In a recent development, major U.S. shipbuilding companies, including General Dynamics (GD.N) and Huntington Ingalls (HII.N), have jointly requested a federal judge in Virginia to dismiss what they have deemed “implausible” allegations of conspiring to suppress compensation for naval architects and marine engineers.
The companies, known as key players in the U.S. military defense industry, filed a motion on Monday in Norfolk federal court, arguing that the class-action claims, made in October, fall outside the permissible four-year window for suing over alleged violations of U.S. antitrust law.
According to the filing, the shipbuilders asserted that there is no substantial evidence supporting the claims of an industry-wide agreement to suppress wages. They emphasized that the plaintiffs failed to provide any instances of communication such as meetings, calls, emails, or letters among the defendants, essential to substantiate the alleged conspiracy.
The lawsuit, initiated on behalf of two named plaintiffs, implicated eight shipbuilders and nearly a dozen engineering consultancies, alleging a longstanding conspiracy to refrain from recruiting each other’s employees. The alleged unwritten agreements were described as mechanisms to exploit naval architects and marine engineers, depriving them of competitive wages.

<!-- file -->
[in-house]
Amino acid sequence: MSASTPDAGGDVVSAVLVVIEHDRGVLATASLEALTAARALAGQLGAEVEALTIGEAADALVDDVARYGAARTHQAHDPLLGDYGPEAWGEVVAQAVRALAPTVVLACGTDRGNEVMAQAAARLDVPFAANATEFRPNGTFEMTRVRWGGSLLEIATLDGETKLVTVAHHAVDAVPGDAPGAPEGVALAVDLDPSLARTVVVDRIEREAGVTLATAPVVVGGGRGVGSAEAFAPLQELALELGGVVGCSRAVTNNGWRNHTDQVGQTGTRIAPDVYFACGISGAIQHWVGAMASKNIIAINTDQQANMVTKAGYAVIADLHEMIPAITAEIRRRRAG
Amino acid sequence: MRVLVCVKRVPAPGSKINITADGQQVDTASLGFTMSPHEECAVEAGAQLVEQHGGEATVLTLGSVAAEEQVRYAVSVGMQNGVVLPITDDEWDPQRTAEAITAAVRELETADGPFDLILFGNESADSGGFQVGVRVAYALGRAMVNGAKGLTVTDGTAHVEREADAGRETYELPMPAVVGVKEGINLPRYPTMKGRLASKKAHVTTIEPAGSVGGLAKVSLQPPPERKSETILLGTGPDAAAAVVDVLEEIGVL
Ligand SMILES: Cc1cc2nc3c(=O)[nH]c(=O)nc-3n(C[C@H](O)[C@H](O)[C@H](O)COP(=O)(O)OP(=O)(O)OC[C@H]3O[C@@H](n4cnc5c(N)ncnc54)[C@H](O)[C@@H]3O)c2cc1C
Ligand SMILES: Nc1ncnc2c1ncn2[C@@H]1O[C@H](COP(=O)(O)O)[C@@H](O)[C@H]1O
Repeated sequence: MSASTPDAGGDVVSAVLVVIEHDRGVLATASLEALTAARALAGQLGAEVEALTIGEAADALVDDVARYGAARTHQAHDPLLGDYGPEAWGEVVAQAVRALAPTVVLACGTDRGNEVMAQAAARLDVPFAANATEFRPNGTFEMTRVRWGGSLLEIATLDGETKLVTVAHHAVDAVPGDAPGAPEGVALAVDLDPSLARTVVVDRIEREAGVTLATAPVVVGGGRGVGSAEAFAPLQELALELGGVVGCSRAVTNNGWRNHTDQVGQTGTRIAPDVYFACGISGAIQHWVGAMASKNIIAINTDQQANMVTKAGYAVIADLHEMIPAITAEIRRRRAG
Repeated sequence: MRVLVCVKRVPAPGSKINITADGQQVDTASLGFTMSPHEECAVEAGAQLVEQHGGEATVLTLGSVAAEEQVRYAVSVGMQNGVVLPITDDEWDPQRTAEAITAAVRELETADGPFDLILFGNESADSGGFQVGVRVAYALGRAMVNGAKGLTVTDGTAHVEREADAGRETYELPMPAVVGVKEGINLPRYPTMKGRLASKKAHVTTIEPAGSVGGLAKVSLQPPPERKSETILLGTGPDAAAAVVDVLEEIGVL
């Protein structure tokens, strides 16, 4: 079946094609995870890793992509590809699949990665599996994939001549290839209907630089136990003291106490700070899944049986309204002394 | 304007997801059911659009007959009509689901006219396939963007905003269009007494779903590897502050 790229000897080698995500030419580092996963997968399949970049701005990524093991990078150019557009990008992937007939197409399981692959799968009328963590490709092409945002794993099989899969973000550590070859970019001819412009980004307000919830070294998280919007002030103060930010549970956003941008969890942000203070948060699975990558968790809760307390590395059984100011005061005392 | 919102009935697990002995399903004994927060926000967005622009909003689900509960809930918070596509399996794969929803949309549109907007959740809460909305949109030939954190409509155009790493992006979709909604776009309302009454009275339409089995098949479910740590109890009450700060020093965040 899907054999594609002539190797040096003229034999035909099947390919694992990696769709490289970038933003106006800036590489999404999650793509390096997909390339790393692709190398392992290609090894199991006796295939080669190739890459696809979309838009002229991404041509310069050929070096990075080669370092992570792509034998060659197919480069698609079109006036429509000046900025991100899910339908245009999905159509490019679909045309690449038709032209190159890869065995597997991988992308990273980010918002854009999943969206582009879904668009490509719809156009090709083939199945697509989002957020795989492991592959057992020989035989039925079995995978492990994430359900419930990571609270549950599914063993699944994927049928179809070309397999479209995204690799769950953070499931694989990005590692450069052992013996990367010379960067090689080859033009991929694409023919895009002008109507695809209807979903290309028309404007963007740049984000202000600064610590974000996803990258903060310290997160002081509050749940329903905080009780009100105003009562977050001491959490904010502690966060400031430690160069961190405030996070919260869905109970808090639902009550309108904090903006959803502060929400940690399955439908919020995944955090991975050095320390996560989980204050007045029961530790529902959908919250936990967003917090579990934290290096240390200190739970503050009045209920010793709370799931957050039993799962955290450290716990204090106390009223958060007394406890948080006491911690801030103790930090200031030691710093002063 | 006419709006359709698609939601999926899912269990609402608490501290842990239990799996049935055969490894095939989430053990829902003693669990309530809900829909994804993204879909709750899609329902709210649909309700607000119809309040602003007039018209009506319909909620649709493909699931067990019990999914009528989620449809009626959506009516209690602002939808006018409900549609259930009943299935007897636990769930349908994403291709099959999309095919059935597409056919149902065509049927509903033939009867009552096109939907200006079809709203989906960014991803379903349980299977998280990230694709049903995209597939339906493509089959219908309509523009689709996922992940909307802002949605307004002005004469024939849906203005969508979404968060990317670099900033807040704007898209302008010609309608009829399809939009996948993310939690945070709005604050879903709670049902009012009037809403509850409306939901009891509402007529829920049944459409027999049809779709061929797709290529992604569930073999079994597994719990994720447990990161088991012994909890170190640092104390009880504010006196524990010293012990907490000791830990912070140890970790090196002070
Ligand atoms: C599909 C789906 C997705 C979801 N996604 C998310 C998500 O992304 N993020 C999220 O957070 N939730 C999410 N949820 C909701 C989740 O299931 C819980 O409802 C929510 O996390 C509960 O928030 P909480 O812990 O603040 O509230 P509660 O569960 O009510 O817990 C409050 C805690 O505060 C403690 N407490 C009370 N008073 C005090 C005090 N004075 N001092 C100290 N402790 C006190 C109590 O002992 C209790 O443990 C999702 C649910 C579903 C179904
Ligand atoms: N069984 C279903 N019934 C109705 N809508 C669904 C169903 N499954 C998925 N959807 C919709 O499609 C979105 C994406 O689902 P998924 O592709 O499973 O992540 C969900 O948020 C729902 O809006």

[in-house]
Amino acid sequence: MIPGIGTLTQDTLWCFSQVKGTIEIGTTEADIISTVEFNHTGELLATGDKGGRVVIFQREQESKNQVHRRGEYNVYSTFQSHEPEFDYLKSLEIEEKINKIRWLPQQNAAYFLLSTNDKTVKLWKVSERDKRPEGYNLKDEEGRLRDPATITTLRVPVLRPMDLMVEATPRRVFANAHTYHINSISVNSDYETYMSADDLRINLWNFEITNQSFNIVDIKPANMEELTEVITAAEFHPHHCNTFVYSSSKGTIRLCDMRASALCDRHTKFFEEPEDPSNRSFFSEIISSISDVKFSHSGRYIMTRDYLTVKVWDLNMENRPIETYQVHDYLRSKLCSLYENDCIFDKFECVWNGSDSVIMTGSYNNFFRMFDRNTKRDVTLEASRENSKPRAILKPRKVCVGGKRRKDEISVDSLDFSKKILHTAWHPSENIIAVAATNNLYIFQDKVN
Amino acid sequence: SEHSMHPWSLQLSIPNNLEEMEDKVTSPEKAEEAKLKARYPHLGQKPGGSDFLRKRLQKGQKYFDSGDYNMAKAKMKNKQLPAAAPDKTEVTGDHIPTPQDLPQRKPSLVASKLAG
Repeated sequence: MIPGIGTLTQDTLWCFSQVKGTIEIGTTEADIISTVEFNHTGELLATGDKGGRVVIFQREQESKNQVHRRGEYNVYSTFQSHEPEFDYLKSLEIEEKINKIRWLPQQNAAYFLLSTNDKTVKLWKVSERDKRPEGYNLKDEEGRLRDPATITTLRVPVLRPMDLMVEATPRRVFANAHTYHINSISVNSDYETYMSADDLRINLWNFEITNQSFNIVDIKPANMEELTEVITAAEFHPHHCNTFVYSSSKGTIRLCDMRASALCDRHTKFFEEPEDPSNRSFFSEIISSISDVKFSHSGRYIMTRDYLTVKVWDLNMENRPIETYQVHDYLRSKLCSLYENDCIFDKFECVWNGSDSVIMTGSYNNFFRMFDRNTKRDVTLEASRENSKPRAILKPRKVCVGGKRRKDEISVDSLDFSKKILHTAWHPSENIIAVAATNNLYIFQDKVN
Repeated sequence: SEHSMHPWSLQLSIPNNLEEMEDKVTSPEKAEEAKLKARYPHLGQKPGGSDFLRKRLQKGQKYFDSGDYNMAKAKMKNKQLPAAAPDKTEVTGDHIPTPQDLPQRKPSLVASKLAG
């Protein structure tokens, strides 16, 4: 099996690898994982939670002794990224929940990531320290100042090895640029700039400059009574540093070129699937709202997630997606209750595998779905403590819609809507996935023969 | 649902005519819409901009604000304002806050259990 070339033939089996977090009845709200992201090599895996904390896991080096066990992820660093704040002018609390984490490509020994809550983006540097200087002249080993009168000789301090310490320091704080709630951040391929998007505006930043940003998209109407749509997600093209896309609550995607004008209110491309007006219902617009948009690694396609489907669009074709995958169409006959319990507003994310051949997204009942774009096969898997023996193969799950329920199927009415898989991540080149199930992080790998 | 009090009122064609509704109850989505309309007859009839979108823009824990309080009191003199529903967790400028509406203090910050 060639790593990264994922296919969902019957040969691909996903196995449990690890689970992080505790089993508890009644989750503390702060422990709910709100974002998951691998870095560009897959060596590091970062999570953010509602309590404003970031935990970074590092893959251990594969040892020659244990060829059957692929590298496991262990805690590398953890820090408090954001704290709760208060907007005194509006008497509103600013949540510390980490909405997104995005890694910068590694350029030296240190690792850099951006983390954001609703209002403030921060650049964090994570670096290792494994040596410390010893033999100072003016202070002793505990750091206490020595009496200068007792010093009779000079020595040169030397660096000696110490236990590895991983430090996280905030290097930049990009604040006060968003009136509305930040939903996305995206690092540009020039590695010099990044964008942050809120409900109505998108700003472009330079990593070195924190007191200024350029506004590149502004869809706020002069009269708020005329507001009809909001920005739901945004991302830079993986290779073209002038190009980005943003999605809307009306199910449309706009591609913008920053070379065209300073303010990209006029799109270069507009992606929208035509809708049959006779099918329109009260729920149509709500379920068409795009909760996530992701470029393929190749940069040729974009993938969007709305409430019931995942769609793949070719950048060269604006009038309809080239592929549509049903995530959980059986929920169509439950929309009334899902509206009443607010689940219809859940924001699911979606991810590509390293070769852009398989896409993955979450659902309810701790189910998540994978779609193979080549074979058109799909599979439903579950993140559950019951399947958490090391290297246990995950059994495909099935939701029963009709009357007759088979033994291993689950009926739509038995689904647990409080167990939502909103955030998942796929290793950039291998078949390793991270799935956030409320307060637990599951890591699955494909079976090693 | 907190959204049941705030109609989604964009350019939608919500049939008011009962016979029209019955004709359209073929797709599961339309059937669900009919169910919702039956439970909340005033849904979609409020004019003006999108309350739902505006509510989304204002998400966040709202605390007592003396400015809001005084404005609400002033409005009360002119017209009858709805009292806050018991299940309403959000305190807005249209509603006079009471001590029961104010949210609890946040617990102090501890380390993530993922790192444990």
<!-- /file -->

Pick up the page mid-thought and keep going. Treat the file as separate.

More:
The accused shipbuilding giants contested these accusations, asserting that they independently chose not to actively recruit from competitors. They argued that the allegations are time-barred, having exceeded the legal time frame for such claims.
A representative for Huntington Ingalls had no immediate comment on the matter, while General Dynamics did not respond immediately to requests for comment. Lead attorneys for the plaintiffs also remained silent at the time of reporting.
The lawsuit estimated the class size of engineers and architects in the “tens of thousands” and highlighted that the median salary for naval engineers is nearly $100,000. The plaintiffs argued that artificially suppressing wages allowed the defendants to submit lower bids for government contracts, giving them a competitive advantage over potential new entrants.
This case is part of a broader trend of private civil lawsuits alleging that corporate defendants have taken measures to stifle competition for workers. As the legal proceedings unfold, industry observers and stakeholders will closely monitor the developments and their potential implications for the U.S. shipbuilding and defense sector.